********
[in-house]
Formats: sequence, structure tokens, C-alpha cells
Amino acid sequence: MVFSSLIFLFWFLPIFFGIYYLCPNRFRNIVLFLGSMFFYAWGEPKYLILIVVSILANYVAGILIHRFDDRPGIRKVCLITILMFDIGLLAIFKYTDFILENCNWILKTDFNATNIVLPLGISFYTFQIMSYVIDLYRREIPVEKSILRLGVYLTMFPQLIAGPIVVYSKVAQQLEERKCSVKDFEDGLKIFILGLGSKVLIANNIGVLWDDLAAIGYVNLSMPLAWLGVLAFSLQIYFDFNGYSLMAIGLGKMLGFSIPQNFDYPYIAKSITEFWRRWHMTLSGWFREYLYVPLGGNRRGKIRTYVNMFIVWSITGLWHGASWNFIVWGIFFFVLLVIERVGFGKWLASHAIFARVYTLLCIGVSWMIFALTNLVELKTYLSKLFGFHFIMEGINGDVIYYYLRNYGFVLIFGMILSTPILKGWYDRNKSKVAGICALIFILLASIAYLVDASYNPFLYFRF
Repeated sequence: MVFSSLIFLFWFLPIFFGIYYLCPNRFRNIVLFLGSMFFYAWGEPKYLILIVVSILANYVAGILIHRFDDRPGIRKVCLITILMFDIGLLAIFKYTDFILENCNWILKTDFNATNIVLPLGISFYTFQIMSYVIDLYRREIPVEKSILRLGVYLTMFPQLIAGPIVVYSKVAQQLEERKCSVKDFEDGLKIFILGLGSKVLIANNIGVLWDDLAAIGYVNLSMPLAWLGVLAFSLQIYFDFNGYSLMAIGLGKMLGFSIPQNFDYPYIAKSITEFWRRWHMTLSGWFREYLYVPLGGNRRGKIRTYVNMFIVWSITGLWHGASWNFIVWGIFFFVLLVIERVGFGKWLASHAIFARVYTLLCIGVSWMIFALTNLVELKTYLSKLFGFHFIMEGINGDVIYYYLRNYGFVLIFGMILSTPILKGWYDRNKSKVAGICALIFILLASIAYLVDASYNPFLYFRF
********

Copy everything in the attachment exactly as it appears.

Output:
[in-house]
Formats: sequence, structure tokens, C-alpha cells
Amino acid sequence: MVFSSLIFLFWFLPIFFGIYYLCPNRFRNIVLFLGSMFFYAWGEPKYLILIVVSILANYVAGILIHRFDDRPGIRKVCLITILMFDIGLLAIFKYTDFILENCNWILKTDFNATNIVLPLGISFYTFQIMSYVIDLYRREIPVEKSILRLGVYLTMFPQLIAGPIVVYSKVAQQLEERKCSVKDFEDGLKIFILGLGSKVLIANNIGVLWDDLAAIGYVNLSMPLAWLGVLAFSLQIYFDFNGYSLMAIGLGKMLGFSIPQNFDYPYIAKSITEFWRRWHMTLSGWFREYLYVPLGGNRRGKIRTYVNMFIVWSITGLWHGASWNFIVWGIFFFVLLVIERVGFGKWLASHAIFARVYTLLCIGVSWMIFALTNLVELKTYLSKLFGFHFIMEGINGDVIYYYLRNYGFVLIFGMILSTPILKGWYDRNKSKVAGICALIFILLASIAYLVDASYNPFLYFRF
Repeated sequence: MVFSSLIFLFWFLPIFFGIYYLCPNRFRNIVLFLGSMFFYAWGEPKYLILIVVSILANYVAGILIHRFDDRPGIRKVCLITILMFDIGLLAIFKYTDFILENCNWILKTDFNATNIVLPLGISFYTFQIMSYVIDLYRREIPVEKSILRLGVYLTMFPQLIAGPIVVYSKVAQQLEERKCSVKDFEDGLKIFILGLGSKVLIANNIGVLWDDLAAIGYVNLSMPLAWLGVLAFSLQIYFDFNGYSLMAIGLGKMLGFSIPQNFDYPYIAKSITEFWRRWHMTLSGWFREYLYVPLGGNRRGKIRTYVNMFIVWSITGLWHGASWNFIVWGIFFFVLLVIERVGFGKWLASHAIFARVYTLLCIGVSWMIFALTNLVELKTYLSKLFGFHFIMEGINGDVIYYYLRNYGFVLIFGMILSTPILKGWYDRNKSKVAGICALIFILLASIAYLVDASYNPFLYFRF